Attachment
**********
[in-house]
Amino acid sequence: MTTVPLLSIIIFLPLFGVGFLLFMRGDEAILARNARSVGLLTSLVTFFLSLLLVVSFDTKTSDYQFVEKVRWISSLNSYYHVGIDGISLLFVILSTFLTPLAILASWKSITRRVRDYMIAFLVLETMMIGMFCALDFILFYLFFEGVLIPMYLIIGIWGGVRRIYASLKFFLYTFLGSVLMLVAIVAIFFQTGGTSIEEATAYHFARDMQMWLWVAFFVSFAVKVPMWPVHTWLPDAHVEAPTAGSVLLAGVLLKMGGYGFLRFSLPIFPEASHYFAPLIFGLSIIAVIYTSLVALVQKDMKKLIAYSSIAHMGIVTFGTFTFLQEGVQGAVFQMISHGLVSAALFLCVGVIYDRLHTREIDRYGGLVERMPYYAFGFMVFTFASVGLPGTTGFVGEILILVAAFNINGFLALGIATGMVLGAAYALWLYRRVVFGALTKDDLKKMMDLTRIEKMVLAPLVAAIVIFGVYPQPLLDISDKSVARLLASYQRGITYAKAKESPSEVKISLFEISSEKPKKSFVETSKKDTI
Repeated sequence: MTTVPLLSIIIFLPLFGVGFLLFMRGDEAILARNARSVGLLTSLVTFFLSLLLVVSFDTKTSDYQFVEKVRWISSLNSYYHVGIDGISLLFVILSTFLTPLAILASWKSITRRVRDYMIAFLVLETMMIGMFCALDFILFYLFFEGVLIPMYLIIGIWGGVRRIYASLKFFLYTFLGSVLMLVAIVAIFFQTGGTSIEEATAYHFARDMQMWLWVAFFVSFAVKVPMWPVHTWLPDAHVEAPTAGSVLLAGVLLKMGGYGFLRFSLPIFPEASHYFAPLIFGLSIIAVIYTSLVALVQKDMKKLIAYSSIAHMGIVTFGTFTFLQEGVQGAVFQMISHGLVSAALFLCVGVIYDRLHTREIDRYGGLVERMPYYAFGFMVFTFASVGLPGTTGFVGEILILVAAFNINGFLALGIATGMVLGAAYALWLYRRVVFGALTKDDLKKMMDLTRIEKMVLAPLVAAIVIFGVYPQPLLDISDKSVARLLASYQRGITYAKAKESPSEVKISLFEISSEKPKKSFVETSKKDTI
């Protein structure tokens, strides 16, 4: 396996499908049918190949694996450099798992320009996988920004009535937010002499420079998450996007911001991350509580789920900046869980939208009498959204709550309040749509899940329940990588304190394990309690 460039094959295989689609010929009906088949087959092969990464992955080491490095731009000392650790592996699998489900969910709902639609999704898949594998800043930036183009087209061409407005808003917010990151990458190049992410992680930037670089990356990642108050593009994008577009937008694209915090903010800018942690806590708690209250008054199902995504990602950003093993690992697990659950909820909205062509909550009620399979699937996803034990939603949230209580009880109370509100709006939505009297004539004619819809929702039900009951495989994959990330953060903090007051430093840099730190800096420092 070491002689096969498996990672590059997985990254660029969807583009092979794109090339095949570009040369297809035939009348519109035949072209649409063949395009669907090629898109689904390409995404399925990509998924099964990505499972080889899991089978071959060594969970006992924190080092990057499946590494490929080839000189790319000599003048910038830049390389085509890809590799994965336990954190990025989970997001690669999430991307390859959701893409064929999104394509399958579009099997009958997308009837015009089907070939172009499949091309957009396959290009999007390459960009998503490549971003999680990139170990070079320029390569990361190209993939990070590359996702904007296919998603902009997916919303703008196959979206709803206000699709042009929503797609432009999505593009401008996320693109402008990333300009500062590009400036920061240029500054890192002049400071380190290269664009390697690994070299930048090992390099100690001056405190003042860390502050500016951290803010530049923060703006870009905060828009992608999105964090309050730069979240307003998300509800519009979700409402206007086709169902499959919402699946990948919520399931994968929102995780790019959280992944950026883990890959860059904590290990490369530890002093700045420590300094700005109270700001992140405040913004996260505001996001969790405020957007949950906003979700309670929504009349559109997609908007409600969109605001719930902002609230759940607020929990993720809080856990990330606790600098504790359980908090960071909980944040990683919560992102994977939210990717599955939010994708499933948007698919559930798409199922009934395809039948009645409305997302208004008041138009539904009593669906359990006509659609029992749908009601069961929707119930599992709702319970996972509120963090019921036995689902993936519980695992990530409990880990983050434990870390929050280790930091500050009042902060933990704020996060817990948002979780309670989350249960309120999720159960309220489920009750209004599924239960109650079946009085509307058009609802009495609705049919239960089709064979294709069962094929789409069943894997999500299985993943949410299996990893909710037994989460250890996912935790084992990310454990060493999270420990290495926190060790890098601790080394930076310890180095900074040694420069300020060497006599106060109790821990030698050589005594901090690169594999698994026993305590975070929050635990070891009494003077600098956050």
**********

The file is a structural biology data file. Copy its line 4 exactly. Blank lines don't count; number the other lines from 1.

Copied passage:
């Protein structure tokens, strides 16, 4: 396996499908049918190949694996450099798992320009996988920004009535937010002499420079998450996007911001991350509580789920900046869980939208009498959204709550309040749509899940329940990588304190394990309690 460039094959295989689609010929009906088949087959092969990464992955080491490095731009000392650790592996699998489900969910709902639609999704898949594998800043930036183009087209061409407005808003917010990151990458190049992410992680930037670089990356990642108050593009994008577009937008694209915090903010800018942690806590708690209250008054199902995504990602950003093993690992697990659950909820909205062509909550009620399979699937996803034990939603949230209580009880109370509100709006939505009297004539004619819809929702039900009951495989994959990330953060903090007051430093840099730190800096420092 070491002689096969498996990672590059997985990254660029969807583009092979794109090339095949570009040369297809035939009348519109035949072209649409063949395009669907090629898109689904390409995404399925990509998924099964990505499972080889899991089978071959060594969970006992924190080092990057499946590494490929080839000189790319000599003048910038830049390389085509890809590799994965336990954190990025989970997001690669999430991307390859959701893409064929999104394509399958579009099997009958997308009837015009089907070939172009499949091309957009396959290009999007390459960009998503490549971003999680990139170990070079320029390569990361190209993939990070590359996702904007296919998603902009997916919303703008196959979206709803206000699709042009929503797609432009999505593009401008996320693109402008990333300009500062590009400036920061240029500054890192002049400071380190290269664009390697690994070299930048090992390099100690001056405190003042860390502050500016951290803010530049923060703006870009905060828009992608999105964090309050730069979240307003998300509800519009979700409402206007086709169902499959919402699946990948919520399931994968929102995780790019959280992944950026883990890959860059904590290990490369530890002093700045420590300094700005109270700001992140405040913004996260505001996001969790405020957007949950906003979700309670929504009349559109997609908007409600969109605001719930902002609230759940607020929990993720809080856990990330606790600098504790359980908090960071909980944040990683919560992102994977939210990717599955939010994708499933948007698919559930798409199922009934395809039948009645409305997302208004008041138009539904009593669906359990006509659609029992749908009601069961929707119930599992709702319970996972509120963090019921036995689902993936519980695992990530409990880990983050434990870390929050280790930091500050009042902060933990704020996060817990948002979780309670989350249960309120999720159960309220489920009750209004599924239960109650079946009085509307058009609802009495609705049919239960089709064979294709069962094929789409069943894997999500299985993943949410299996990893909710037994989460250890996912935790084992990310454990060493999270420990290495926190060790890098601790080394930076310890180095900074040694420069300020060497006599106060109790821990030698050589005594901090690169594999698994026993305590975070929050635990070891009494003077600098956050």